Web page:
To identify the networks, the agents would watch and document as the straw buyers transferred guns to middlemen. The agents would be instructed not to move in and question the men but to let the guns go and see where they eventually ended up.
The reasoning was that an arrest of a straw purchaser would not get ATF the bigger fish; the buyer would get a light punishment, if any, and the cartel could just find another buyer. By not immediately arresting the straw buyers, the agents could follow them and their associates, wiretapping conversations, and possibly charge them with serious crimes such as conspiracy, drug trafficking and money laundering.
The plan they developed was permitted under ATF rules, had the legal backing of U.S. Attorney Dennis K. Burke in Phoenix, and had been approved and funded by a task force at the Justice Department, ATF’s parent agency.
Nevertheless, it was risky. In drug-trafficking cases, investigating agents, by law, cannot let drugs “walk” onto the street. Since gun sales are legal, agents on surveillance are not required to step in and stop weapons from hitting the streets and must have probable cause to make an arrest. But the danger in letting guns go is obvious.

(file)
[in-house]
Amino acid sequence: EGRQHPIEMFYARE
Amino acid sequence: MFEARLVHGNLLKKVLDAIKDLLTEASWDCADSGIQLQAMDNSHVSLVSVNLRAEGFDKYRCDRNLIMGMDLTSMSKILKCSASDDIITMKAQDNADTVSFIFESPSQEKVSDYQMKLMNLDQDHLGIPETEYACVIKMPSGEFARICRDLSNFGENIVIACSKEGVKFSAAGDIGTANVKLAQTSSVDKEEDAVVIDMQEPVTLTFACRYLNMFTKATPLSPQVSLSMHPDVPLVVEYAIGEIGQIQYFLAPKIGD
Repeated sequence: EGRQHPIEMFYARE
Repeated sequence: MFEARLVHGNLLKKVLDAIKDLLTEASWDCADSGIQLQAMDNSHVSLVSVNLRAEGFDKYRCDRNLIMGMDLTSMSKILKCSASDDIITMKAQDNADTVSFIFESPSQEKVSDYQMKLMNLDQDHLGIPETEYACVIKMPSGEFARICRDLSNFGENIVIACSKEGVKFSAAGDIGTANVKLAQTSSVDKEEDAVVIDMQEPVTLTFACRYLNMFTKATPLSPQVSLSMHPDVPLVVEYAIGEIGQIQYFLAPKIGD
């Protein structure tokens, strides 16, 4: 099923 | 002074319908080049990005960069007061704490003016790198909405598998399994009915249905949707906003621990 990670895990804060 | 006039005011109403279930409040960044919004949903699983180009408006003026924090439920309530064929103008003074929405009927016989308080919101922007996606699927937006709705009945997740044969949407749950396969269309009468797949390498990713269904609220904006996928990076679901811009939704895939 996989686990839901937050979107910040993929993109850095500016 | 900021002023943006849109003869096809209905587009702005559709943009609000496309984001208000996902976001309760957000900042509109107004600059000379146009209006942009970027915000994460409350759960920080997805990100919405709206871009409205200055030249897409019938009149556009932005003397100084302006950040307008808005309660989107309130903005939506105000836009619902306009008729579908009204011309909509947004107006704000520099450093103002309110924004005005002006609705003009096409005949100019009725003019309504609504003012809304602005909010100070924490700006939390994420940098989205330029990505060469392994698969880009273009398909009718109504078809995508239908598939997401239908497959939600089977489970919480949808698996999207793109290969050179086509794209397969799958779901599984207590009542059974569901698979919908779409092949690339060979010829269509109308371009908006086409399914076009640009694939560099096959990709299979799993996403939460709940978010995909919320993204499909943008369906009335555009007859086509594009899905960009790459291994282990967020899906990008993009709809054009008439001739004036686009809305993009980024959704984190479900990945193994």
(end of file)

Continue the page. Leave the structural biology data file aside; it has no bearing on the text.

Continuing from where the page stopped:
In November 2009, Newell’s agents in “Group 7,” one of the squads in the office, began following a particularly busy suspected gun trafficker. In 24 days, he bought 34 firearms. The next month, the man and his associates bought 212 more.
The case began to grow exponentially, with more than two dozen suspected straw purchasers. It was named Fast and Furious because the suspects operated out of a sprawling auto repair shop and raced cars on the streets, like Vin Diesel, the star of the movie.
But a mutiny was brewing in Group 7. Dodson, Casa and two other agents were furious about letting the guns walk. The chemistry in the office was bad. Many of the agents had been sent in from outside Phoenix and were working together for the first time under David Voth, a Marine Corps veteran and brand-new supervisor sent in from Minnesota. The agents’ outrage overrode any sense of loyalty to their bosses.
Every day, Dodson and the other agents watched and stewed while the straw purchasers bought boxes of guns and sometimes took the weapons to stash houses and cars waiting in parking lots. Each time they called in to supervisors, they were told to stand down.
The agents, operating out of office space in downtown Phoenix, clashed with Voth and the agent running the case, Hope MacAllister, who they felt ignored their concerns. Neither Voth nor MacAllister responded to requests for comment.